ANNAPOLIS, Md. (AP) — Maryland’s highest court has ruled that a law giving owners of certain rental properties immunity from personal injury lawsuits based on a child’s ingestion of lead-based paint is invalid.

The Court of Appeals issued the 7-0 ruling on Monday.

The court ruled that provisions of the 1994 Reduction of Lead Risk In Housing Act granting immunity are invalid.

The court says the maximum amount of compensation under the law for a child found to be permanently brain damaged from ingesting lead paint after a landlord’s negligence results in “either no compensation” or “drastically inadequate compensation.”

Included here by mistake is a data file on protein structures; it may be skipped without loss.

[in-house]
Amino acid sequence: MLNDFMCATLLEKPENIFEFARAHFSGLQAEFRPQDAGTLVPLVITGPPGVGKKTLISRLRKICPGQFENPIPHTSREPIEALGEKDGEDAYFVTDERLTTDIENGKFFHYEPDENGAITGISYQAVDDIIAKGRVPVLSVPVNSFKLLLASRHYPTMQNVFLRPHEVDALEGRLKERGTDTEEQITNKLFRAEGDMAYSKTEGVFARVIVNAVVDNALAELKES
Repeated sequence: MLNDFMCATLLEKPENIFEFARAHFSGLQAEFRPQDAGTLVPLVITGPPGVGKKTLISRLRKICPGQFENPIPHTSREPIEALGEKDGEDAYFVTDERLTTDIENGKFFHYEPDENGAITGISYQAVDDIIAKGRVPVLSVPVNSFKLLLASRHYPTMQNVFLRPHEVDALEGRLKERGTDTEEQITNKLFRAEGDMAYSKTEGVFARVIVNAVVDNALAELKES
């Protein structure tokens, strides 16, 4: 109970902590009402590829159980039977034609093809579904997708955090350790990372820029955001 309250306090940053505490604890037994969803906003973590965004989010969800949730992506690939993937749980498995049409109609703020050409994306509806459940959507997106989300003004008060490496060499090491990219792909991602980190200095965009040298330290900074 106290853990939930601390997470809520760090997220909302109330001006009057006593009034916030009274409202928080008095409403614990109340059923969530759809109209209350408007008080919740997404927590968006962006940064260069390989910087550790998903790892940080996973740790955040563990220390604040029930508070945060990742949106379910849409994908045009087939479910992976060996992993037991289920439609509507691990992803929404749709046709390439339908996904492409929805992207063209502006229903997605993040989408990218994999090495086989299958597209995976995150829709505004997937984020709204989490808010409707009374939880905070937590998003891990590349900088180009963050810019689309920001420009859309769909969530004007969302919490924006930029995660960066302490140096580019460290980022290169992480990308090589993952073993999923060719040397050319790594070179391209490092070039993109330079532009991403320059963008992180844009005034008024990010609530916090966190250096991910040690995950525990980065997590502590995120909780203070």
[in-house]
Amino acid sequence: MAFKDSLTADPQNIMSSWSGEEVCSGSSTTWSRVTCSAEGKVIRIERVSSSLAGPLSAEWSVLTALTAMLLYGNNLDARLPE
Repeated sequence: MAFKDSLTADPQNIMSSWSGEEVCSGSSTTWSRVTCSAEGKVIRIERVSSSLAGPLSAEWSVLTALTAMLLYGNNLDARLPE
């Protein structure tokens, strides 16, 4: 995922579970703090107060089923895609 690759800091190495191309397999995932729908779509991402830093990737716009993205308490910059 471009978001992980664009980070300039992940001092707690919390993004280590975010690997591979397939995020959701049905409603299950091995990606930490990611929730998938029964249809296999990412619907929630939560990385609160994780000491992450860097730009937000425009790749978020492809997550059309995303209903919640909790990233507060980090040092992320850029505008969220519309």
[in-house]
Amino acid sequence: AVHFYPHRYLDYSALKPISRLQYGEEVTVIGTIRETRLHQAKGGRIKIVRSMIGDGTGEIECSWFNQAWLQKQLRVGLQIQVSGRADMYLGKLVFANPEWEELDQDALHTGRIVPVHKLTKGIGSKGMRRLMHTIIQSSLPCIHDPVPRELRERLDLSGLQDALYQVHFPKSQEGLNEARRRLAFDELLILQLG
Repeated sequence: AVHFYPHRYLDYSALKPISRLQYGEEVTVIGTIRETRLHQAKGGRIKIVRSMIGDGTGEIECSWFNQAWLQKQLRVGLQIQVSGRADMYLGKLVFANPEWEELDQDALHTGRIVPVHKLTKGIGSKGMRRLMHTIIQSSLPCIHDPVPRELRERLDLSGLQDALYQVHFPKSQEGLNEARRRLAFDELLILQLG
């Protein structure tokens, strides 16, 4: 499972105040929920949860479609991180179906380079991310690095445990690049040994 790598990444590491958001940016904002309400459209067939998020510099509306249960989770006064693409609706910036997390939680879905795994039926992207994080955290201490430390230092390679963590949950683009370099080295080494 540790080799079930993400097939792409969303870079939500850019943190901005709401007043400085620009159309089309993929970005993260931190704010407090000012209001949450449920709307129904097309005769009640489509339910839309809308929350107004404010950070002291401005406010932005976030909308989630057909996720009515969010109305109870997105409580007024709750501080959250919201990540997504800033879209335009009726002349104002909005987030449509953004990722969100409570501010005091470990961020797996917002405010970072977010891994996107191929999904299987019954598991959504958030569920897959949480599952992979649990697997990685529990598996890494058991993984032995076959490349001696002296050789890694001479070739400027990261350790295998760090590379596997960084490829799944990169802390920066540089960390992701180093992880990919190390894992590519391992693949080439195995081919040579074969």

The ruling was made in a case that began in 2002 in Baltimore when plaintiffs sought damages after a girl suffered brain injuries allegedly resulting from her ingestion of lead-based paint.

(Copyright 2011 by The Associated Press. All Rights Reserved.)

Comments (2)
  1. Bernard Mc Kernan says:

    This was justv another money grab attempt by the P.O.C. & their shyster lawyers.
    Everybody including white people lived with lead based paints before the sixties. That was the only kind of paint available dummies as Latex had not been invented.

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